In the last issue we looked at the history of the lo shu magic square. But the square is a powerful tool which can be used to enhance the feng shui of your home with just a few simple calculationsThe lo shu is a nine chambered square, first seen on the back of a tortoise clambering out of a river in China. This discovery of the lo shu ‘magic square’ traditionally dates from 2005 BCE, making it 4,000 years old.
The lo shu square is similar to the pa kua octagon (featured on this page in previous issues of FSML), but not the same. The pa kua is concerned with the eight Trigrams and their Element associations with the eight directions. The key word here is Directions.
The lo shu is more concerned with Location, in other words, where to place things, rather than in what direction to point them. The formula applying the lo shu to a dwelling is one of the most useful feng shui formulae. To understand it you need to visualise the lo shu in detail. The lo shu can be seen as the ground plan of a house with nine idealised equal-sized rooms.
In ancient China, this is more likely to have been eight rooms with a central courtyard. This was a common layout for houses, and sometimes for whole villages. The outward turned walls provided protection while the inner courtyard was a private place for the family to relax in.
From here it is just a short step to understanding how the natural elements relate to the house, and indeed to the lo shu. The central courtyard is of course Earth, because that was quite often literally what it was floored with. The central square of the lo shu is hence attributed to Earth. The number associated with this central square is five. Arithmetically five is the centre of the range of numbers one to nine.
In addition the central courtyard provides air to all the surrounding rooms. Although air is not counted as one of the five Elements in Chinese cosmology, it is half of the words ‘feng shui’. The other half, water, often physically surrounds or passes the house in the form of a river or moat, or in very lucky cases, a properly made Water Dragon. Water for household consumption is brought in from beyond the outer walls of the house, whilst air penetrates the larger windows or door which traditionally face inwards on to the courtyard.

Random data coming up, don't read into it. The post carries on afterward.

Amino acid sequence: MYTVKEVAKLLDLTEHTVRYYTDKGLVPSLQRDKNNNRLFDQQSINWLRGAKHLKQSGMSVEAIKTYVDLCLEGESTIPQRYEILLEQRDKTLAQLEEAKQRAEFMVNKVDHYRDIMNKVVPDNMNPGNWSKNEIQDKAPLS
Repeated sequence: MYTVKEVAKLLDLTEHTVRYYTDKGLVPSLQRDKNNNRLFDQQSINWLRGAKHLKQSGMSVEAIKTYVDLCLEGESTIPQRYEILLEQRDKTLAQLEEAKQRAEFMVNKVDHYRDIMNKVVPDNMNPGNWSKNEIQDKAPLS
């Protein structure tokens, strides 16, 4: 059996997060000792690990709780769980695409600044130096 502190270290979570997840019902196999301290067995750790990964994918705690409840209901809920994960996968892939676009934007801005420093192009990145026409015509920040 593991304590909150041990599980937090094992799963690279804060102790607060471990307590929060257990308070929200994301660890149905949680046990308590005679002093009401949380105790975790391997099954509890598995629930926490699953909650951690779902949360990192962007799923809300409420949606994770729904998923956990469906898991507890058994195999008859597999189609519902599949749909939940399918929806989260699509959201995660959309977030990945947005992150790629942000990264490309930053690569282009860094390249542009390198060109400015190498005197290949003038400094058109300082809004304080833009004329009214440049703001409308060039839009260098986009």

In a Nutshell
The house and its occupants depend upon these natural elements for their life. Death comes rapidly if you cut off someone’s air, and fairly quickly if you cut off their supply of water or other liquids. One can live much longer without food. Air and water are also necessary for the health of the house’s energy or ch’i. A stagnation of either of these will produce stagnant ch’i and then disease.
We will go into the inner magical meaning of the nine numbers attributed to each of the nine squares in a future issue. In outline the numbers begin at one in the North (representing Winter and Water) and end with nine in the South (representing Summer and Fire). The numbers one and nine refer to the elements that occur only once on the lo shu, Fire and Water.
The nine squares of the lo shu are called the Nine Palaces. They are sometimes called the Nine Halls of the Ming T’ang, which was a legendary temple dwelt in by the Emperor, who was supposed to move from one chamber to another as the seasons progressed.
In each chamber he was supposed to carry out the rites appropriate to that season. Similarly, the location of each room suggests the best place for each of the various domestic functions to be carried out in.
For those of you familiar with Flying Star feng shui, this provides a key as to why the ‘Five-Yellow Earth’ star is inauspicious.
It is obvious that transferring the qualities of an open courtyard to one of the inner rooms of the house brings disaster. It is also obvious that when the Centre flies to some other point, that things are upset from their normal order.
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